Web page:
The terms of reference for the RET review were expected before Christmas but are understood to be still more than a week away.

    Australian Solar Council chief executive John Grimes says solar met 9.4 per cent of power demand in South Australia on Wednesday.

    “Solar is absolutely pulling its weight on days like these,” he said.

    The Clean Energy Council blames the mid-week surge in wholesale prices on an unexpected shutdown of AGL Energy’s Loy Yang A coal plant in Victoria and says clean energy plants were a big help in helping the power system cope with near-record demand.

    Once source said the delay was due to a legislative requirement that the review is carried out by the Climate Change Authority, a body slated for closure, while the government wants the Productivity Commission or another department to take control.

    Electricity retailers calculate the cost to consumers from the RET has been large. Origin Energy puts it at billions of dollars. It calculates that the cost of cutting carbon emissions through the small-scale renewable energy scheme, essentially involving rooftop solar systems, is a substantial $100 per tonne, well above the nominal price of carbon.

    The cost of renewable energy is inflated by the mismatch between generation and peak demand, and by increased network costs.

    While solar power reduces peak demand in the summer and is better correlated to summer peaks in consumption than wind, it helps little with winter peak demand. Also, even in summer, solar photovoltaic systems pump out most power from midday to mid-afternoon and are typically winding down by the late afternoon peak in consumption.

    The Australian Energy Market Operator says by the 3pm to 5pm peak in Victoria and South Australia, solar output is running at just 30 per cent of capacity.

    Origin also argues that more intermittent energy such as wind and solar require increased investment in managing volatility of supply.

    Managing director Grant King says wind and solar are “free-riding” on the grid, and that households with solar panels are not paying their share of network costs, placing an unfair burden on those without.

    EnergyAustralia says the rapid growth in solar PV thanks to subsidies and a ‘lack of cost-reflective network pricing” has driven up the cost of power for many customers while others “avoid their network charges and pay very little.”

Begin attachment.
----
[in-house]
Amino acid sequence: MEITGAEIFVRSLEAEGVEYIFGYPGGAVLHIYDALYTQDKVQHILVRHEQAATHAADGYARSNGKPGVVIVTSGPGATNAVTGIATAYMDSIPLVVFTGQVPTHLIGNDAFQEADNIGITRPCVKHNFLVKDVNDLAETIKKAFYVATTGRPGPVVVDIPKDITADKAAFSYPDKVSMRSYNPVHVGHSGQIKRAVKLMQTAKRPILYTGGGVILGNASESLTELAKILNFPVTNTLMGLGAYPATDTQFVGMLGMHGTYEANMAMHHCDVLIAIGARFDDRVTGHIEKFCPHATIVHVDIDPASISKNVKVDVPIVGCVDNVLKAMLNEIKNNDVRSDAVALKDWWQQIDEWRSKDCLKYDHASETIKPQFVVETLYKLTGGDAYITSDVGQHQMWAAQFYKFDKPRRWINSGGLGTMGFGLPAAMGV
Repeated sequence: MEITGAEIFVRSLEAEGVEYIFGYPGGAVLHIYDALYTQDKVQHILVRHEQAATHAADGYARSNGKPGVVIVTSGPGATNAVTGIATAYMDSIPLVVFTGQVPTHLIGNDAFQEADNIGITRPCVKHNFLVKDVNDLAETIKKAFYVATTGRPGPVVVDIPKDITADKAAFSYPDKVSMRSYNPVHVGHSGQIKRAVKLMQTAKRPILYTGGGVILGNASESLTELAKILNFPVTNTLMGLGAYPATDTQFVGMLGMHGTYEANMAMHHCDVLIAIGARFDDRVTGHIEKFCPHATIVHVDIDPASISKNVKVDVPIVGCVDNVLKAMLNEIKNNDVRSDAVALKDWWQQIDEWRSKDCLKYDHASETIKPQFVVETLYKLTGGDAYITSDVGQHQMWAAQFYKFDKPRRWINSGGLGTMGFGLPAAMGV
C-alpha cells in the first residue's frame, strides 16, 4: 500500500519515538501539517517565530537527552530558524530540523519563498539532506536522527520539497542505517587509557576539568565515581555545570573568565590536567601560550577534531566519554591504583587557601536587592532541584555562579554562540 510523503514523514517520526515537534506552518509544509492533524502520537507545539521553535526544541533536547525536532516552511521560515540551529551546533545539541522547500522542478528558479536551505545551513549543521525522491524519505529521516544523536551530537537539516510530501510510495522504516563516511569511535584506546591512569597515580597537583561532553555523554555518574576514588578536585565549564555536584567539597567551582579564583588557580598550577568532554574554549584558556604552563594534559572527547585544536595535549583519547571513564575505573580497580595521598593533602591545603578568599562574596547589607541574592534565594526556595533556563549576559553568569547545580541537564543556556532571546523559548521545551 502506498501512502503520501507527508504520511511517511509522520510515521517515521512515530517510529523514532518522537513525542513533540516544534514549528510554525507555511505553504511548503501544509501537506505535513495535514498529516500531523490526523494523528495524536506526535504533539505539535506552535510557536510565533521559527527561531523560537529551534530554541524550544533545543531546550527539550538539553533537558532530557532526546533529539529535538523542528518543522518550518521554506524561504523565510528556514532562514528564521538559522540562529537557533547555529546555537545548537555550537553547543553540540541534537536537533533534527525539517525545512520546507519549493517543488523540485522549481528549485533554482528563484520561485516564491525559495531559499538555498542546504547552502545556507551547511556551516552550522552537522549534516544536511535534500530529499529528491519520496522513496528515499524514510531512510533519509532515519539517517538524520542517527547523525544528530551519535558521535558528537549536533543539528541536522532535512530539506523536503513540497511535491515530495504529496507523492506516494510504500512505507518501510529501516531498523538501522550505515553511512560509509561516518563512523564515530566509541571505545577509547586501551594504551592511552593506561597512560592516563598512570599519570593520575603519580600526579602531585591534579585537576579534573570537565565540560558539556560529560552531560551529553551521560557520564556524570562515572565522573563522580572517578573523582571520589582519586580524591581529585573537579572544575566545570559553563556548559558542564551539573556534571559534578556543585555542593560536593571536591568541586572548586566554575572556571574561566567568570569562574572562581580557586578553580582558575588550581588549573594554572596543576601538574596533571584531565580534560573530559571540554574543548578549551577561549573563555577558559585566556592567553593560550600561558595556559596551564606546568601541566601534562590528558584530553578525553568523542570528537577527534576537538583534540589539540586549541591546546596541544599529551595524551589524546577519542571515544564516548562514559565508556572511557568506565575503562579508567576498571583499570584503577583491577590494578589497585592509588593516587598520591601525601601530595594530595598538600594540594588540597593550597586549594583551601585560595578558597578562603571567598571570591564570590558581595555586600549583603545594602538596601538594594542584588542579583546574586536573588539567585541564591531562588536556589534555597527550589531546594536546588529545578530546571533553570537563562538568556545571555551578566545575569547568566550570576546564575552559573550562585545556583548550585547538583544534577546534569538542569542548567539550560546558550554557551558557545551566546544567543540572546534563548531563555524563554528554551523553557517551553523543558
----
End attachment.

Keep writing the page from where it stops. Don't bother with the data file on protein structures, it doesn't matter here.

About 3 gigawatts of solar power is installed across the national electricity market, representing a “small but rapidly growing contribution” to power supply, said electricity market analyst Paul McArdle at GLOBAL-ROAM.

    “In the absence of solar demand would have been higher this week but now much is difficult to say,” he said.

    The lack of visibility in the solar contribution helps explain the differing estimates for its contribution to meeting demand this week.

    The Energy Supply Association of Australia puts the contribution of solar as low as 2-2.5 per cent in Victoria and SOuth Australia this week. The AEMO estimates solar met 4.5 per cent of maximum demand in South Australia on Tuesday and Wednesday, and 1.5 per cent in Victoria.

    Mr McArdle said that only those households that had oversized their solar systems thanks to earlier, more generous feed-in tariffs would probably be able to meet their own air conditioning demand during the summer peak. Others who installed systems later would still be relying on the grid to supplement their own solar generation.

    The overall RET target is increasingly being called into question given the target was hardwired at 41,000 gigawatt hours in 2008, when that level would have resulted in renewables meeting 20 per cent of supply. The downturn in demand since means the proportion will be closer to 27 or 28 per cent.

    But the regulatory framework for small-scale solar systems is coming in for particular criticism within the regulations. The so-called SRES is currently uncapped and attracts a fixed price of $40 per certificate. While the policy targets a theoretical 4000 gigawatt-hours a year of small-scale renewable generation, that has already been surpassed, according to EnergyAustralia.